There is a real, dumb reason we go into work when we’re sick, and it’s super scientific. We broke down analysis by the researchers at the University of East Anglia to help us understand this madness.
(Photo Credit: Leonid Mamchenkov/Flickr)
A light fever has set in. You’re working through a cold sweat, and your head feels like it may or may not explode. You have a lot to do today, and getting sick is the last thing you need on your plate. Do you go home and retreat into bed with Netflix and a bowl of tomato soup? Or do you work through it and tough it out for the sake of a deadline?
Spoiler alert: most of us tend to stick through it and tough it out, despite feeling 110 percent awful. But why? The explanation is actually quite scientific. Researchers at the University of East Anglia, in a recent analysis of 61 studies involving 175,960 participants, have uncovered the primary reasons why we still choose to go to work when we are sick.
Huh? What? Exactly. You’ve probably never heard of this term before, but you can blame it for inspiring you to go to work that day you had the stomach flu. Researchers at UEA say that presenteeism stems from ill health, stress, and raised motivation. This may have employees going that “extra mile,” which not only makes them work more intensely, but even head into work when they are sick, according to the study.
What Can We Blame for Presenteeism?
Is it your fault? Nope. Is it the organizational pressure that keeps you in the office when you should be in bed? It might be. According to the analysis, the strongest link to presenteeism is the severity of the organizational policies used to monitor or reduce staff absences, a.k.a. your company time off policy. For example, if your company has a unlimited PTO policy, presenteeism is likely less common where you work.
A Word of Caution
Previous research on presenteeism showed that it has both positive and negative effects on employee productivity and overall welfare. However, presenteeism is linked with an increase in errors, productivity loss, and lower performance. Lead author, Dr. Mariella Miraglia, explains:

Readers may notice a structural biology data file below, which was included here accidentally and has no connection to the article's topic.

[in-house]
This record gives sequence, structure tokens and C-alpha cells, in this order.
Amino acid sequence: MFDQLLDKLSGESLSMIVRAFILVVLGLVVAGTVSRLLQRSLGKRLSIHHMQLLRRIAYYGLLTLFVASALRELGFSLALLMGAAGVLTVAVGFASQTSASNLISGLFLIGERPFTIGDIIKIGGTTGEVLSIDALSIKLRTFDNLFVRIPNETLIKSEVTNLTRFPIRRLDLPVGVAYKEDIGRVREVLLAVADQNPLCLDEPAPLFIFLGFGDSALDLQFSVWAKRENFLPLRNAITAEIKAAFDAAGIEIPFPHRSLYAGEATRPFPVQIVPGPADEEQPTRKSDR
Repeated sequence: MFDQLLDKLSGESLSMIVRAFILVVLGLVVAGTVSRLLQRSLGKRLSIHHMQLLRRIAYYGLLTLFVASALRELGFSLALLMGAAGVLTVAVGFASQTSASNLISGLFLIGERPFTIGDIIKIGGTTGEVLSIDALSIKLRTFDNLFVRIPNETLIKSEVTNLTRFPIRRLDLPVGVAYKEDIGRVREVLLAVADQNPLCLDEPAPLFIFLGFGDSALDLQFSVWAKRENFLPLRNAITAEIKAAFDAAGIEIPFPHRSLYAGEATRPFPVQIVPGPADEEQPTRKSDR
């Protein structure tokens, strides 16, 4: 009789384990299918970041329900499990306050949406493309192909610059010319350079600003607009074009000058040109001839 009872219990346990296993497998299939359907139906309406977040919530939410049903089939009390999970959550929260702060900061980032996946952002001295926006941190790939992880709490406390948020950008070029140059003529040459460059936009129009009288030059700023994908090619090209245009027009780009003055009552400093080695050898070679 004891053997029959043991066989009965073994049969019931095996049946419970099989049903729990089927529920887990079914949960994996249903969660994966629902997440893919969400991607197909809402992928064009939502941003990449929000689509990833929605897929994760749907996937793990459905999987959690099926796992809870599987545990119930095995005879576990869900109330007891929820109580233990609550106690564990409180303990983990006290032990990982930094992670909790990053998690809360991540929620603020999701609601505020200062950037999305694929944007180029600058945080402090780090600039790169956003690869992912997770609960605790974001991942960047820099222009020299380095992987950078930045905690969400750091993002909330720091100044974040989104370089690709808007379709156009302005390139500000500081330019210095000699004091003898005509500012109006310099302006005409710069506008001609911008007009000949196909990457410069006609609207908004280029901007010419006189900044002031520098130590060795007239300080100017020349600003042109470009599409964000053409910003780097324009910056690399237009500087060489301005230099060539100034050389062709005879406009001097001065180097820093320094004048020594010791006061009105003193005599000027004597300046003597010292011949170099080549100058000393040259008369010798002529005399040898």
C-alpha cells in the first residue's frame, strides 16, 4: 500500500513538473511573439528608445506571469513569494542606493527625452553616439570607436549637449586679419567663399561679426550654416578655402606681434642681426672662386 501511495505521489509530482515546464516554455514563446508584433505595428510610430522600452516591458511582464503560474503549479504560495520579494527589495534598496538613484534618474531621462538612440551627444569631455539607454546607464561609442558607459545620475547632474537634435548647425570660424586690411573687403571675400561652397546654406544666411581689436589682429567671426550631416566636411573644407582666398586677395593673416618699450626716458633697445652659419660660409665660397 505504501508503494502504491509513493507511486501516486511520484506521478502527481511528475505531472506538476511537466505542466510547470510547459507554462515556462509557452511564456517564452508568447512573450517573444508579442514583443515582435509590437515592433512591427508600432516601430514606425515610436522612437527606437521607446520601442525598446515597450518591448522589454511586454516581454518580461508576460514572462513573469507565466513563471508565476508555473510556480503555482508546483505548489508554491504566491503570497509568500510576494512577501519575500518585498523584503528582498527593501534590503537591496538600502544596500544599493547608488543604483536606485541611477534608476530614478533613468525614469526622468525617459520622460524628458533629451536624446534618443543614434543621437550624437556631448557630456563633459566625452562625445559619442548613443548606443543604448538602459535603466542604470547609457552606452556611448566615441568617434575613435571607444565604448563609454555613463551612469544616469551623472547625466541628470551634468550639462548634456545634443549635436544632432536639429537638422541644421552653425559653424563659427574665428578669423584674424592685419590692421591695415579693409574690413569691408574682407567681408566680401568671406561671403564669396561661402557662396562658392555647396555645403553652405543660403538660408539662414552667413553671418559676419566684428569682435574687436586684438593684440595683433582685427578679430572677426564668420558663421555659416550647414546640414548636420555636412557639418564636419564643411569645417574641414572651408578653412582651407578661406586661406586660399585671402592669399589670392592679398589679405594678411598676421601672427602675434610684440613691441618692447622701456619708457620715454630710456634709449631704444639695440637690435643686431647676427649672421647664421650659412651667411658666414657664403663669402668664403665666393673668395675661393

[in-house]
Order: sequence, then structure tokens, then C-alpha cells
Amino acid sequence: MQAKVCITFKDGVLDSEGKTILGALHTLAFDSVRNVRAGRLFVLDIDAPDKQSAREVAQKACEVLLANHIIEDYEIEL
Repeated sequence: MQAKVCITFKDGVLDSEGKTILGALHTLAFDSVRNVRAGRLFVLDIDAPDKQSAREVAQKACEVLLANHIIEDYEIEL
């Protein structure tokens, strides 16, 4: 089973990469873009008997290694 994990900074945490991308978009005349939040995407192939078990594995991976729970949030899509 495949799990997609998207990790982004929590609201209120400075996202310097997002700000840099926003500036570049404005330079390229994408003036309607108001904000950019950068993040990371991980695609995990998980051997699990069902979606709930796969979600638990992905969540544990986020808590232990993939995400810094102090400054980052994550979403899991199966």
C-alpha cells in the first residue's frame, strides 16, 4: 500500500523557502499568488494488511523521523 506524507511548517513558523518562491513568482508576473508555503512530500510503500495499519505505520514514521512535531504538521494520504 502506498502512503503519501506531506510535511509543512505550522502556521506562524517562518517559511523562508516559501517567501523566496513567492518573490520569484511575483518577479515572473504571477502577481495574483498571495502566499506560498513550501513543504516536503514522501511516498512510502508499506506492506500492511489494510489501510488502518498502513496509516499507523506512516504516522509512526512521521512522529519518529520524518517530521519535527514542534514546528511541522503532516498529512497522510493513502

Working while ill can compound the effects of the initial illness and result in negative job attitudes and withdrawal from work. However, the possible negative consequences of being absent can prompt employees to show up ill or to return to work when not totally recovered. Organizations may want to carefully review attendance policies for features which could decrease absence at the cost of increased presenteeism.
When we become ill in the workplace, organizational policies and social pressure can motivate us to tough it out and work through fevers, contagious coughs, and stomach aches. But, it shouldn’t. It’s important anytime you’re feeling ill to stay home so as to not get your co-workers sick. Although you will lose face time in the office temporarily, your co-workers will appreciate you for not sharing your germs. At the end of the day, deadlines can wait – your health is forever.
Miraglia concludes with some insights on what employers can do to help, saying, “organizations may benefit from well-designed jobs that limit the level of demands to which employees are exposed to every day, for example, by reducing excessive workload, time pressure and overtime work, as well as making sure they have the resources they need.”
I don’t know about you guys, but I like the way Miraglia thinks.
Tell Us What You Think
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